It did not take long for Bertie and Ranald Braveheart Macpherson to get bored with the Scottish country dancing that was taking place – under the terms of a community service sentence – in the Macpherson’s large sitting room.
Jimmy Shand, played on an expensive stereo system, wheezed his way through the repertoire, bringing Auchtermuchty into the heart of Morningside. Close one’s eyes and one might be in Oban, in the bar of the Royal Hotel, or in Tobermory, at a ceilidh in the Western Isles Hotel; open them and one was back in Edinburgh, watching six couples work their way through the intricacies of increasingly obscure traditional dances. Some of these dances had no discernible beginning, nor middle, nor indeed end, and just went on and on until the accordionist and his colleagues succumbed to fatigue or, as in the case of one famous regular ceilidh in an Argyll village hall, until the accordionist, being too drunk to continue playing, fell backwards off his chair, thereby signalling an end to the evening of polite and couthie entertainment.
“Have you had enough of this, Bertie?” whispered Ranald as the dancers prepared for the third Gay Gordons of the afternoon.
Bertie nodded. “I wouldn’t mind doing something else, Ranald,” he replied. “But it’s your house – you decide.”
Ranald leaned closer to his friend. “I’ve had an idea, Bertie. Would you like to hear what it is?”
Bertie said that he would.
“Then we’ll need to go to my room,” said Ranald. “I’ll tell you there.”
They left just as the music started. On the first bar, several of the dancers let out a whoop of delight – that signal, familiar to all practitioners of Scottish country dancing, that at least somebody is enjoying himself.
In his bedroom, the door closed firmly against the music, Ranald told Bertie of his plan.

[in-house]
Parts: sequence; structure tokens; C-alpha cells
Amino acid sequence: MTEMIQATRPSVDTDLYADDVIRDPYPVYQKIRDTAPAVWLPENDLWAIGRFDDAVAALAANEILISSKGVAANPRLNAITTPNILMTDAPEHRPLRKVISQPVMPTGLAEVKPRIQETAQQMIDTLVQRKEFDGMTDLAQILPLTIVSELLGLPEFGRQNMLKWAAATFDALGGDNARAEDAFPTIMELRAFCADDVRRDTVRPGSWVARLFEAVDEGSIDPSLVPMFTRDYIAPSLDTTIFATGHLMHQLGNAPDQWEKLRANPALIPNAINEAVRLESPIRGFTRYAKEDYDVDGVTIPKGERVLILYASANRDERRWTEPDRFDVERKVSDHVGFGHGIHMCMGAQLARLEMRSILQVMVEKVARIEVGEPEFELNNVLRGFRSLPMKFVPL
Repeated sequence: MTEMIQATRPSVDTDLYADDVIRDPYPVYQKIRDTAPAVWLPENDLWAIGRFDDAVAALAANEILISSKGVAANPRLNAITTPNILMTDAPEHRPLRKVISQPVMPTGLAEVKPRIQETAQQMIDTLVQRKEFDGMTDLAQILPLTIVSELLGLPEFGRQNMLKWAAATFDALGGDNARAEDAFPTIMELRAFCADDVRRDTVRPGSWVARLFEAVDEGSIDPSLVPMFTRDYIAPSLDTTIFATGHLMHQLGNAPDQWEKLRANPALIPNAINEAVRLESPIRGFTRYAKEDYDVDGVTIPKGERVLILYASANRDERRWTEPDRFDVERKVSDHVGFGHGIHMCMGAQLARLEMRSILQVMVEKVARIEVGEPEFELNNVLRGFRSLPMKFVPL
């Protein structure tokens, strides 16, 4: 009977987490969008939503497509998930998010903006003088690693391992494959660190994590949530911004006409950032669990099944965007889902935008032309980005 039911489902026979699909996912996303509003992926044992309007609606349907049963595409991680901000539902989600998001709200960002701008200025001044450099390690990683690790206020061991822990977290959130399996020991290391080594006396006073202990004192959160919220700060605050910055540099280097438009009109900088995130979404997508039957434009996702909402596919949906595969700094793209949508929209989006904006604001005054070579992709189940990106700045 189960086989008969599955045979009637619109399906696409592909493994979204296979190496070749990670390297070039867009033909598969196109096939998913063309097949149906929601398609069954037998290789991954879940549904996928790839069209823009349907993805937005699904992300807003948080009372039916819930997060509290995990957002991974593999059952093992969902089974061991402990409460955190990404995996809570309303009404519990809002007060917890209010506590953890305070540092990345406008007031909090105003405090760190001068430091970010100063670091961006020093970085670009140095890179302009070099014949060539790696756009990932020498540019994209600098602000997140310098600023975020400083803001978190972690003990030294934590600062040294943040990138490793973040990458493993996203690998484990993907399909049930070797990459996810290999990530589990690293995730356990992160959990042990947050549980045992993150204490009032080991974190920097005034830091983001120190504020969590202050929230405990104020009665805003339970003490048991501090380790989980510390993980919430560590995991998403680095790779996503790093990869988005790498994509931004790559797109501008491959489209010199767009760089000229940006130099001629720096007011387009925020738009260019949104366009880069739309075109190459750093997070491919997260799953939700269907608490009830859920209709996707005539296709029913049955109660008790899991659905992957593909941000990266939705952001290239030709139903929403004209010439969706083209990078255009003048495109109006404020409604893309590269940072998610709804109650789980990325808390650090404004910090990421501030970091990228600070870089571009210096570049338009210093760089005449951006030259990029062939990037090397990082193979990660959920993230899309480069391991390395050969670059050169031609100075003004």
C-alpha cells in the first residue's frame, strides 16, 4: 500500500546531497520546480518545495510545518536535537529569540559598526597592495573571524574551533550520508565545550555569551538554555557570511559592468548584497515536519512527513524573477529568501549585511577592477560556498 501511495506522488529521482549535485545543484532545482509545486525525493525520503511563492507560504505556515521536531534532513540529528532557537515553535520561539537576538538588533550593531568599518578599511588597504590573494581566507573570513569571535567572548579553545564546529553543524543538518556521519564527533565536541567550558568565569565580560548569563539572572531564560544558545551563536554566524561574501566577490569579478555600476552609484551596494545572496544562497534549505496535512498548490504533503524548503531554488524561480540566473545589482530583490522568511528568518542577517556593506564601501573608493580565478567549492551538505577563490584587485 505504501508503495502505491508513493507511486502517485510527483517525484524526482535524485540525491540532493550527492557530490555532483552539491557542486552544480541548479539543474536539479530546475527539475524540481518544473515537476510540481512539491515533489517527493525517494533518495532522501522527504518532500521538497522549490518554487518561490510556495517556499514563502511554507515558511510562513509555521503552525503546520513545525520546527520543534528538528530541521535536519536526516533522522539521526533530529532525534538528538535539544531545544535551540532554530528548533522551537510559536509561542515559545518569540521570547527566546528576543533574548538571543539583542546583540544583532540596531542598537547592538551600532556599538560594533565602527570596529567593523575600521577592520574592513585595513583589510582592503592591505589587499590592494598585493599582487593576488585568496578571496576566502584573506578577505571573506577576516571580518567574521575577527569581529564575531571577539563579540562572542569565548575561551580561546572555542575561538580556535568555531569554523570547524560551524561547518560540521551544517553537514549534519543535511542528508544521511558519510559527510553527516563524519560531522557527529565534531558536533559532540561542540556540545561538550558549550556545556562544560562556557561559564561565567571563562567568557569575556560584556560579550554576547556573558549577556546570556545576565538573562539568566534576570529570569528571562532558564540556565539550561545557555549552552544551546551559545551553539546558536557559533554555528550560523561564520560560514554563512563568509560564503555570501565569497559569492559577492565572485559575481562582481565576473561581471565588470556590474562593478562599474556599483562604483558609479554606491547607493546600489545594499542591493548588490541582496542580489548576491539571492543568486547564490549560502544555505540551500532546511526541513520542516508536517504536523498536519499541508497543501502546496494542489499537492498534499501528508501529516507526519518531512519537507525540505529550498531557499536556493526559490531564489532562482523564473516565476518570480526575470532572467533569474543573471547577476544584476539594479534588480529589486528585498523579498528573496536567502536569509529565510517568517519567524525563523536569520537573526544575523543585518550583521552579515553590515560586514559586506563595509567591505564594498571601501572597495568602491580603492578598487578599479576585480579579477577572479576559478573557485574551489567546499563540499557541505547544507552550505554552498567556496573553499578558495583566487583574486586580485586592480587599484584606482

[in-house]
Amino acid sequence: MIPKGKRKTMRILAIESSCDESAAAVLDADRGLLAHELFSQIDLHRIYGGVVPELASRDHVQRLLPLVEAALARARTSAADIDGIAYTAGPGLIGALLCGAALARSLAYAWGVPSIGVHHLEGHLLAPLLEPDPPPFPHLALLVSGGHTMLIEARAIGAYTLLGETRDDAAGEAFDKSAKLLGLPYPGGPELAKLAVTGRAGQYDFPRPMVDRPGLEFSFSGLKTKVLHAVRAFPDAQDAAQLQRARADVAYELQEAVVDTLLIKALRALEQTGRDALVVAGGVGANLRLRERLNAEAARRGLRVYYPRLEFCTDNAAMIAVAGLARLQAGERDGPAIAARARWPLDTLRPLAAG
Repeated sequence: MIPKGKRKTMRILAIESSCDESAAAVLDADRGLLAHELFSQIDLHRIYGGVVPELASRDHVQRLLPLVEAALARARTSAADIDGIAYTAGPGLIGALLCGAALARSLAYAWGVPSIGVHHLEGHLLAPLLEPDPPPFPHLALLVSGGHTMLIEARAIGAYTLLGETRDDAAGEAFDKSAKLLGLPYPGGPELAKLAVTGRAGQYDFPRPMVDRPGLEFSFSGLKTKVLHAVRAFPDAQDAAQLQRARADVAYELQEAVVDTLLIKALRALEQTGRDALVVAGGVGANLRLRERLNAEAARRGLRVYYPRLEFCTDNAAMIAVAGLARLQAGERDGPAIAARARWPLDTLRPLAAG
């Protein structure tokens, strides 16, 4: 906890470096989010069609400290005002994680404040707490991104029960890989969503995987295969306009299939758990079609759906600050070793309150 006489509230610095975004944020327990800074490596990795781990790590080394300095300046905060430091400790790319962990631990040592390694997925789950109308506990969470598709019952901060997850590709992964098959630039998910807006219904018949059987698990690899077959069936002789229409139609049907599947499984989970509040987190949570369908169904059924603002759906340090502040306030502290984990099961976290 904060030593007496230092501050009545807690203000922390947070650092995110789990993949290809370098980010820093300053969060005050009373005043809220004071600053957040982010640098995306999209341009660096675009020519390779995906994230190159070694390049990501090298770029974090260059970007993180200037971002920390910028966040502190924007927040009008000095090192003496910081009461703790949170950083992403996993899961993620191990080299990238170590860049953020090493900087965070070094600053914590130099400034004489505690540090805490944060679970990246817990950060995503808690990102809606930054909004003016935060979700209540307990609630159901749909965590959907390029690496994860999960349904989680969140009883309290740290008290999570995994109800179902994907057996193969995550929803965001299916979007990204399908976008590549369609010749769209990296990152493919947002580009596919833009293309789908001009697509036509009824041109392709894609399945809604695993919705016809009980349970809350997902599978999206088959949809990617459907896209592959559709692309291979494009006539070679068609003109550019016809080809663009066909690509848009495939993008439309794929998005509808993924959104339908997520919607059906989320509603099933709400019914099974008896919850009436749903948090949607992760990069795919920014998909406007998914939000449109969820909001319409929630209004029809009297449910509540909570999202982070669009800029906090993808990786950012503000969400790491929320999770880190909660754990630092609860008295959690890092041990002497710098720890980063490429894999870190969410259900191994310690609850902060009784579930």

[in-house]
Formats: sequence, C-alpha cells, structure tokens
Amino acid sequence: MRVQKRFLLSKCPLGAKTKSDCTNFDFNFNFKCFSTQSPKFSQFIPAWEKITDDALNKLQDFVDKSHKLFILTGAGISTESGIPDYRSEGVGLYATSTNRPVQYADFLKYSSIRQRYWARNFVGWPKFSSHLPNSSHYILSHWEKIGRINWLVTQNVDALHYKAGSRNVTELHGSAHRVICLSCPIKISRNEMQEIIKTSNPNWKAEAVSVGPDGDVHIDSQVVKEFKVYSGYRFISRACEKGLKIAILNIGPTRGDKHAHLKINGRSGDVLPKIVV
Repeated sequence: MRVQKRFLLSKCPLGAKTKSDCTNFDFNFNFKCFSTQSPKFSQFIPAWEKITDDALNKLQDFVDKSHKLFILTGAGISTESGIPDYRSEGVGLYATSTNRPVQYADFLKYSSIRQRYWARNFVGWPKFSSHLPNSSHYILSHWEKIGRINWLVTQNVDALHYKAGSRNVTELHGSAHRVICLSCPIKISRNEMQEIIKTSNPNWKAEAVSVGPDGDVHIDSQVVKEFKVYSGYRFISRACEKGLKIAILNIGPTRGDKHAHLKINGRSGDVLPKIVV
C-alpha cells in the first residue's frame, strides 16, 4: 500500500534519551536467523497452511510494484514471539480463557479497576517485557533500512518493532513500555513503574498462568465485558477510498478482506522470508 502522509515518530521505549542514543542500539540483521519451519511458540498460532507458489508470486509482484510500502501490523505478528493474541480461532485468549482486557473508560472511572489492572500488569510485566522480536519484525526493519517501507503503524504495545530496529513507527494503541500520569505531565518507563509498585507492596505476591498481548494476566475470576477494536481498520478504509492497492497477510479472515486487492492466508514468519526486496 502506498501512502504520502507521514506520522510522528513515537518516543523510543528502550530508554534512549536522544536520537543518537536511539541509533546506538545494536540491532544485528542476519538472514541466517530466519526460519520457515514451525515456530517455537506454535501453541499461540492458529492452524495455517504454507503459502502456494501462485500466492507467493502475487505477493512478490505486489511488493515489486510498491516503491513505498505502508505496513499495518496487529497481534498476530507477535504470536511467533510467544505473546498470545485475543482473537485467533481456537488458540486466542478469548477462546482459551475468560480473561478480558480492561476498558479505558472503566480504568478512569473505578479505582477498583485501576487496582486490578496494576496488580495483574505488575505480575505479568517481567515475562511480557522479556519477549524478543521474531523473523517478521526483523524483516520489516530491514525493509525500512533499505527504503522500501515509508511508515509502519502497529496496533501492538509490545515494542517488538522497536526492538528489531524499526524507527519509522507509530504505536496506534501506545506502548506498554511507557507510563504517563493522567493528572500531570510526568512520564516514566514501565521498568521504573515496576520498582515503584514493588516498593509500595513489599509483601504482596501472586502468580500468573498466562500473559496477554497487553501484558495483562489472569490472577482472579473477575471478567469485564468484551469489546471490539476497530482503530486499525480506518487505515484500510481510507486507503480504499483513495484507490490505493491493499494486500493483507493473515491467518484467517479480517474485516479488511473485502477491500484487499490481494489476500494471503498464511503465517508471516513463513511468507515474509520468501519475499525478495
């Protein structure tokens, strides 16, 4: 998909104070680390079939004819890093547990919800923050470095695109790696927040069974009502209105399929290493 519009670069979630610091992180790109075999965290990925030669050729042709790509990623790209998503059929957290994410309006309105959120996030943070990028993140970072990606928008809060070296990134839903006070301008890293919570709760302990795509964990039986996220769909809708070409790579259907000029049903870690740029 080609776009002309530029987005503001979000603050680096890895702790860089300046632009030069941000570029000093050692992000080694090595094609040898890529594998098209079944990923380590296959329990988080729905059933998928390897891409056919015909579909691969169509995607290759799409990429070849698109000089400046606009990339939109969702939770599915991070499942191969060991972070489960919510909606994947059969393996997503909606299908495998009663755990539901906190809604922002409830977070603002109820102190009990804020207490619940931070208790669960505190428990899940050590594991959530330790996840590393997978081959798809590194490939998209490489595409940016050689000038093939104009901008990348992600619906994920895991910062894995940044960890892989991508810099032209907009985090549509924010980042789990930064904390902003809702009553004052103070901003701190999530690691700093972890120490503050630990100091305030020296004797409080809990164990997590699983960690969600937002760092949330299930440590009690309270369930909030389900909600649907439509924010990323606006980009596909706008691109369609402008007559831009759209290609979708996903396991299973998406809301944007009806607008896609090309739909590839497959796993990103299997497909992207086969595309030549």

“I saw something in the Evening News,” he said. “It was an advertisement for a circus, Bertie. I asked my Mummy to read it to me …”
“You should learn how to read, Ranald,” said Bertie. “It’s really useful, you know.”
“I know that,” said Ranald. “I’m planning to learn next week. I’ve been a bit busy, you see.”
“And write too,” said Bertie. “That’s useful too.”
“I will,” said Ranald. “But do you want to hear about my idea?”
Ranald lowered his voice. ‘There’s a circus on the Meadows – just down the road, Bertie. It’s a proper circus, with clowns and a trapeze and everything. A real circus.”
Bertie’s eyes widened. “A trapeze?”
“Ranald nodded. “Yes. And some performing dogs too, I think. There was a picture of them in the paper.”
“I wish I could go,” said Bertie. “I can mention it to my grandmother, Ranald. Then maybe you could come too, if she took us.”
“But I think we should go right now,” said Ranald. “There’s going to be an afternoon show today – a matinée. We could easily go.”
Bertie stared at his friend. Was he suggesting what Bertie thought he might be? Was he actually proposing to go unaccompanied? The idea, so bold and dangerous, nonetheless appealed.
“By bus?” Bertie asked.
“Yes,” said Ranald. “There’s one that goes from the end of the road.”
A practical issue occurred to Bertie. “But how are we going to pay, Ranald? I haven’t got any money with me.”
Ranald did not think this would be a problem. “I’ve got stacks of money in my piggy bank, Bertie. Dollars, Euros, the lot. Dad gives them to me. I’ll pay.”